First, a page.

Ehomaki is a kind of futomaki traditionally eaten on “setsubun,” a celebration marking the last day of winter and the coming of spring. Alongside rice and nori, this long roll of maki sushi is made of seven ingredients representing the Seven Lucky Gods. However, there are no set fillings for ehomaki, so you can prepare them as you like. According to tradition, ehomaki must be eaten facing the “lucky direction,” which is decided by the Chinese astrological calendar. This tasty tradition is said to have started in Osaka, and there are numerous theories as to its origin as well as several variations.

Hosomaki

Meaning “thin roll,” hosomaki are around half the size of futomaki. Hosomaki tends to consist of just one or two ingredients and are prepared the same way as futomaki. Along with seafood, vegetable hosomaki are also common.

Tekkamaki

Tekkamaki are a type of hosomaki made from high quality raw tuna wrapped in sushi rice and nori. They are one of the most famous types of sushi roll, and are often served in a set of four or six.

Kappamaki

Kappamaki are made from cucumber wrapped in rolled sushi rice and nori, making them the go-to vegetarian sushi. Kappamaki is considered something of a palate cleanser and are often eaten between courses of stronger flavored sushi. The word “kappamaki” is a reference to the “kappa,” a spirit in Japanese folklore that is believed to love eating cucumbers.

Kanpyo Maki

Kanpyo maki is one of the oldest and most traditional forms of hosomaki sushi. Kanpyo is made from a type of gourd called “calabash,” which is actually a fruit. The kanpyo is soaked in water for up to 24 hours and then boiled when soft. It is then marinated in soy sauce before being rolled with sushi rice and nori to make hosomaki.

Temaki Sushi

Literally meaning “hand roll” in Japanese, temaki sushi is served wrapped in a cone-like sheet of nori dried seaweed. As with futomaki, there are very few standard recipes for temaki, allowing one to get creative with a multitude of potential ingredients and arrangements.

To make temaki, sushi rice - the one key ingredient - is laid out on a section of a sheet of nori. A combination of one or two types of seafood, such as salmon or tuna, plus vegetables like avocado, cucumber, and lettuce leaves are then added. The sheet of nori is then rolled up by hand without a makisu into a cone shape and eaten. Temaki is usually made to order and needs to be eaten shortly after it has been prepared.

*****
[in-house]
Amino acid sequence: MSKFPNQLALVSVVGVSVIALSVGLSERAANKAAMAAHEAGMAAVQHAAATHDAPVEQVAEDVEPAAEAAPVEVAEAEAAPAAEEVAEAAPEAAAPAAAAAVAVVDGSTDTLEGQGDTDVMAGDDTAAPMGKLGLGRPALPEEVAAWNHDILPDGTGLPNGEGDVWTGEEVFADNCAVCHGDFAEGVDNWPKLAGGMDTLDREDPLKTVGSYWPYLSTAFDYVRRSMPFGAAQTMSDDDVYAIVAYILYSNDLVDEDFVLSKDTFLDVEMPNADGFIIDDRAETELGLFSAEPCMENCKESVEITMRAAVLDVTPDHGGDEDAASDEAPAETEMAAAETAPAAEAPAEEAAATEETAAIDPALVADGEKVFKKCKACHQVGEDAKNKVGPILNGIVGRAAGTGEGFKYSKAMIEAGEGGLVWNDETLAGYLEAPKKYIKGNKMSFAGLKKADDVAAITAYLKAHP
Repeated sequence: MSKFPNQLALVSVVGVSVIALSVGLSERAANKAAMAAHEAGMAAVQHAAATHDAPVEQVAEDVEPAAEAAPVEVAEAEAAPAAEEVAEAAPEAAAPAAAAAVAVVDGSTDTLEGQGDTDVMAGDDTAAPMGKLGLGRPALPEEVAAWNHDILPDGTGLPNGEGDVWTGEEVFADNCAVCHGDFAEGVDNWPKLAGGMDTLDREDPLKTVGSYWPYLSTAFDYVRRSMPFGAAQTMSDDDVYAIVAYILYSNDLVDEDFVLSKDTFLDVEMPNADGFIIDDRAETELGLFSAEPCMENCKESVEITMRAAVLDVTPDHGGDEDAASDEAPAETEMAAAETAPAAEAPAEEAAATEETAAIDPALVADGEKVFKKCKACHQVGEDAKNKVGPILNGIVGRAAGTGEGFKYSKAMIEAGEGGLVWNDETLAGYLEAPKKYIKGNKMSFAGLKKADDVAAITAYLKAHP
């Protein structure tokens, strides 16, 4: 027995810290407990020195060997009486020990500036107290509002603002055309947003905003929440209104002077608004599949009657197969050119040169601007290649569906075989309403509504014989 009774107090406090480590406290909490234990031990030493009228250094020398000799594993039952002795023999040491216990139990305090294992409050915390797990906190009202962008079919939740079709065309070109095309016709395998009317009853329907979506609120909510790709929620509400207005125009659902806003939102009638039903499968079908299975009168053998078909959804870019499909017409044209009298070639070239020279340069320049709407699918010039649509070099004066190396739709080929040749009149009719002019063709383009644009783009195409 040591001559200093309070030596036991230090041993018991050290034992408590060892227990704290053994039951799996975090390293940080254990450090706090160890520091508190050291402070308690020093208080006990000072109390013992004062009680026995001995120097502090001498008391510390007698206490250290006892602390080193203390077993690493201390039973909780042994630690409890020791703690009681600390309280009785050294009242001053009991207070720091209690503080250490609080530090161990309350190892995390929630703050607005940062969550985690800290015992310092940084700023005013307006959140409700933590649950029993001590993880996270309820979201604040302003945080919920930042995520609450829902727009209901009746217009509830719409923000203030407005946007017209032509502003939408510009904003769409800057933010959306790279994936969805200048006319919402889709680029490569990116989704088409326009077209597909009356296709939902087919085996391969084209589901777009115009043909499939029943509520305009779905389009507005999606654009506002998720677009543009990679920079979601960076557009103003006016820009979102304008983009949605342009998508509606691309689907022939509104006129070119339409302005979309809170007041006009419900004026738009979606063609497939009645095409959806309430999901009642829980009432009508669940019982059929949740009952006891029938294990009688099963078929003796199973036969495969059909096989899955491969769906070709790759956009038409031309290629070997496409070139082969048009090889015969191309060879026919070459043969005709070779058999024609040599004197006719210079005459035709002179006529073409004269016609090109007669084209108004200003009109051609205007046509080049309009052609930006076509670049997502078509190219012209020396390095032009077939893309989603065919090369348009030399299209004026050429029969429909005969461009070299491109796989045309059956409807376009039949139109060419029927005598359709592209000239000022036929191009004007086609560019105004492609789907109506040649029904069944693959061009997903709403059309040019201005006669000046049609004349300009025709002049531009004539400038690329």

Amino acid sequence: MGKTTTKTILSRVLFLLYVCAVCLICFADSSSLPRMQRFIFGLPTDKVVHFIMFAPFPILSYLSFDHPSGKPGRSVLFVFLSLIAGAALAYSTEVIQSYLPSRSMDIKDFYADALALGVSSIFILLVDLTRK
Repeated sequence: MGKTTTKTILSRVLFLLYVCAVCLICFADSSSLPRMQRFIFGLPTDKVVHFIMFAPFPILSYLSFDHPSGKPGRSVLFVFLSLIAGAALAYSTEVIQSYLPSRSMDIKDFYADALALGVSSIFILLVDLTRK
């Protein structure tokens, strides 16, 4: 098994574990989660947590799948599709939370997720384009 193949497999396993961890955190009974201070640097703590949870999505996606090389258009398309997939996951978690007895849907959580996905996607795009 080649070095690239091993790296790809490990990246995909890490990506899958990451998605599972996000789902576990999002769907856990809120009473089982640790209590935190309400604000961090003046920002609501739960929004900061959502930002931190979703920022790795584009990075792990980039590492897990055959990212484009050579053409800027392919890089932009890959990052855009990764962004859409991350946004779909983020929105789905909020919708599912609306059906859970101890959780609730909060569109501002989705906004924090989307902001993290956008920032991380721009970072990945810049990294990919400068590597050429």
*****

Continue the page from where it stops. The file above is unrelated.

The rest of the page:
Chirashi Sushi (Chirashizushi)

Chirashi sushi features an assortment of raw fish and seafood sat atop rice, making it somewhat similar to “donburi.” The word “chirashi” means “scattered” in Japanese, although great care is taken in the presentation. Alongside the standard seafood, chirashi sushi often includes diced vegetables, shredded tamagoyaki, and fish roe called “ikura.”

Gunkan Maki

Gunkan maki is the name given to a specific type of sushi wrapped with nori. Unlike maki sushi, gunkan maki is not cut, and the ingredients often protrude from the top. “Gunkan” means “battleship” in Japanese, which is what these cute little rolls are said to resemble. Gunkan maki consists of sushi rice generally topped with one kind of seafood and wrapped in nori. The seafood is usually soft and easy to consume.

Popular Types of Gunkan Maki

Ikura Gunkan Maki

“Ikura” is salmon roe - the eggs of salmon, and a popular sushi ingredient. Ikura used in gunkan maki is usually marinated in soy sauce before being served, and a thin slice of cucumber is occasionally added to balance out the richness. Incidentally, the word “ikura” isn’t Japanese, but instead comes from the Russian word “ikra,” meaning “fish roe.”

Negitoro Gunkan Maki

Negitoro gunkan maki is made from sushi rice, nori, and finely chopped raw tuna (called “toro”), topped with a sprinkling of “negi” green onions. This is one of the most popular types of gunkan maki in Japan.

Uni Gunkan Maki

Uni gunkan maki sees this battleship sushi topped with “uni” sea urchin. Uni has a soft and creamy texture with a rich and slightly sweet taste. While a well-established delicacy in Japan, it has only been used as an ingredient in gunkan maki since the latter half of the 20th century.

Inari Sushi (Inarizushi)

Inari sushi is made from just two ingredients - sushi rice and fried tofu. In Japanese mythology, Inari is the deity of rice, and many farmers pray to Inari at shrines for an abundant harvest. Inari is also the deity of foxes, and the foxes of Inari are long believed to love fried tofu, which is why this type of sushi is named in their honor.

Inari sushi is made by placing a generous scoop of vinegared sushi rice inside a pouch of fried tofu skin. Sesame seeds are sometimes added for a little extra flavor and additional kick of crunch. Inari sushi is a common (and cheap) snack in Japan and can be found in convenience stores alongside onigiri.

The Many Varieties of Sushi Explored

Despite the typical image of raw fish on rice, there are loads of different and unique varieties of sushi to discover in Japan. While this article has covered the basics, there is an enormous world to explore, covering virtually every fish, crustacean, and mollusc in the sea to local, homegrown renditions, and much more. Which type of sushi are you looking forward to trying the next time you visit Japan?

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The information in this article is accurate at the time of publication.